Re-Orienting the History of Jewish Orientalism – Noah S. Gerber

Picture: Braslavi Collection - Yad Izhak Ben Zvi Photo Archive

The academic study of Judaism (Wissenschaft des Judentums), originating in the German Kulturbereich and rapidly spreading its gospel in Eastern Europe, is usually perceived as having been a totally Ashkenazi affair; ultimately relocating to the United States and Israel. My research challenges this assumption by considering the Sephardi and Mizrahi reception of the movement.
Even before Edward Said published his classic critique, Orientalism was considered a one way migration of knowledge; a western intellectual discipline whose practitioners studied a passive and unresponsive East. Only recently has this assumption been vigorously challenged and duly qualified by re-orienting the critical gaze westward and examining how traditional savants in the orient refashioned the fruits of Western scholarship.

As a carrier of the German philological ethos, Chochmat Yisrael not only captured the hearts and souls of many traditional scholars in Eastern Europe but also made inroads amongst some members of the Jewish intellectual elite in the Lands of Islam; in North Africa, in the Levant (including Palestine/Eretz-Israel) and even in the Persian Kulturbereich. Most of these local savants were deemed of a ‘native’ frame of mind by their European brethren in faith when it came to matters scholarly. Yet this did not deter Sephardi and Mizrahi men of letters from utilizing the fruits of Chochmat Yisrael in order to refashion their own identity, often in critical conversation with specifically modern notions of Judaism as both a faith community and as a nation. Many of these intellectuals sought to solidify their own sense of place and locality even as they were literally peripheralized by their Ashkeanzi colleagues. For example, a number of noted North African members of the Haskalah movementwere also religious poets in their own right. As such they fashion their own usable past as the natural successors w of medieval Sephardi forbearers. While eagerly welcoming the critical editions of medieval Sephardi poetry prepared in the spirit of Chochmat Yisrael, they qualified this admiration with a traditionalist sense of continuity, rather than that of rupture, with the subject matter at hand. Putting together this and other case studies I hope to produce a monograph tentatively entitled, From Chokhmat Yisrael to Jewish Studies: A View from the Orient.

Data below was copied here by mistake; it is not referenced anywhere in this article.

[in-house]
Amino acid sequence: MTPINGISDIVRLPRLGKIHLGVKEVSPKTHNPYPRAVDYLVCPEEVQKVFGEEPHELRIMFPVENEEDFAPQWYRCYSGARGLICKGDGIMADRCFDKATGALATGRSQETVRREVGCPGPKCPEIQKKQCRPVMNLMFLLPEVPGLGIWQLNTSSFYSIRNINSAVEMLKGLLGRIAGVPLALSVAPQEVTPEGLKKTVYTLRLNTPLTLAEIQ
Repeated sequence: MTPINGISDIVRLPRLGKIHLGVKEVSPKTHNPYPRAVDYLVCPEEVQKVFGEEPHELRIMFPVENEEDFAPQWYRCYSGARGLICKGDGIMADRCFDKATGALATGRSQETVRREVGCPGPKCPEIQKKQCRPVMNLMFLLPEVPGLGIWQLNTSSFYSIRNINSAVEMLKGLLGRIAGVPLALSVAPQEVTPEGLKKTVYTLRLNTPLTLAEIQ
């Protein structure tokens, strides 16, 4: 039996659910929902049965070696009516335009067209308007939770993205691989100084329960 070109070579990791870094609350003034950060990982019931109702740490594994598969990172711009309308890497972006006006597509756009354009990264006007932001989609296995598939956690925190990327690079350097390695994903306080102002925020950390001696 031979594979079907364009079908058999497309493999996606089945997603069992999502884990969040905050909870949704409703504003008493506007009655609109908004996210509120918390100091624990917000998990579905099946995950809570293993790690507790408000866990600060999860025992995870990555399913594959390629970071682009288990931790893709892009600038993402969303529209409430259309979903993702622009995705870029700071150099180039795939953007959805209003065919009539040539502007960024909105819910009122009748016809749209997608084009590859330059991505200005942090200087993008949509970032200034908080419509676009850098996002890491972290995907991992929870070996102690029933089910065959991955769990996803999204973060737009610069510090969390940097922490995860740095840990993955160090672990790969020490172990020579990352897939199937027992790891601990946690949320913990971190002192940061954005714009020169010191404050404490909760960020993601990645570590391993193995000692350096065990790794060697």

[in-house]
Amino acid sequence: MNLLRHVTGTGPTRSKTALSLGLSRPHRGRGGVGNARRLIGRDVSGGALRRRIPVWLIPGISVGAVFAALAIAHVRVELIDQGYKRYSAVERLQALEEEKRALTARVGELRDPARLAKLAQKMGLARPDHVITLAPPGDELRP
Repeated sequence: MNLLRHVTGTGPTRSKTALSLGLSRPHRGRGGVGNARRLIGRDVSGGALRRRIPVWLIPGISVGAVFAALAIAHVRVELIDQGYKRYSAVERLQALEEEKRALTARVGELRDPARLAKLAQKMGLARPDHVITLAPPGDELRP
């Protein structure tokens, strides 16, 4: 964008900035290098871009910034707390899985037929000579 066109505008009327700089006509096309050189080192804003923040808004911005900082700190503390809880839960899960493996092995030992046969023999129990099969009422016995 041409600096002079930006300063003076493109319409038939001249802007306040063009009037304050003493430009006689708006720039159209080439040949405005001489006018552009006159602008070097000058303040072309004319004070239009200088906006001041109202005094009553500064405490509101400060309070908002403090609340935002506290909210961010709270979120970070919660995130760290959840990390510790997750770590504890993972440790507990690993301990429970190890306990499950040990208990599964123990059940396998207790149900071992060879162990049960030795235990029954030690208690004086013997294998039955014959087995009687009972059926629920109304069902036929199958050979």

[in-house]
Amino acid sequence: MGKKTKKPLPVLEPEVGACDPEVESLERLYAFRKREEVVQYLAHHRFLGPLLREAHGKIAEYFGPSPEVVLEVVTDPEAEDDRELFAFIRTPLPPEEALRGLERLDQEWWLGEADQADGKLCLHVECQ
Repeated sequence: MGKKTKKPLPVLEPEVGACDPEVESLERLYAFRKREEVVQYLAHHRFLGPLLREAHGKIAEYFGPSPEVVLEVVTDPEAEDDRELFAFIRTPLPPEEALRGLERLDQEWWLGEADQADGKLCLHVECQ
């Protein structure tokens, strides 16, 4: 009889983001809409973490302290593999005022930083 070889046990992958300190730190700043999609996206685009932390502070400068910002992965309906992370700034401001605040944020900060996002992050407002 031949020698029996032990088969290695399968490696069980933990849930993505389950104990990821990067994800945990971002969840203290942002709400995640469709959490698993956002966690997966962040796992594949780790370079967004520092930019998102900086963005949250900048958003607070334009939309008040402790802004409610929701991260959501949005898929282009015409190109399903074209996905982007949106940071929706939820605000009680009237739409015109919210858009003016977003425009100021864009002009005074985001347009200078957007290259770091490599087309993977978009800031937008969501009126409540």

I am a native of New York City and have lived in Jerusalem for the last three decades. I am married and the proud father of three. Both my undergraduate and graduate education was at the Hebrew University. My doctoral dissertation entitled, The Cultural Discovery of Yemenite Jewry: Between Ethnography and Philology, was awarded summa cum laude. Initially an inquiry into Jewish Orientalism, I ended up refocusing the gaze in this case as well by considering how Yemenite Jews ‘talked back’ to their European brethren who sought out their manuscripts and much more in an age of Modern Jewish Nationalism. I published a Hebrew language monograph last year on the subject with the Ben-Zvi Institute in Jerusalem. Entitled Ourselves or our Holy Books? The Cultural Discovery of Yemenite Jewry, it was awarded the 2013 Zalman Shazar prize in Jewish History. I did a two year post-doctoral fellowship at Tel-Aviv University. My research under the auspices of the I-CORE Daat Hamakom is being supervised by Prof. Richard I. Cohen.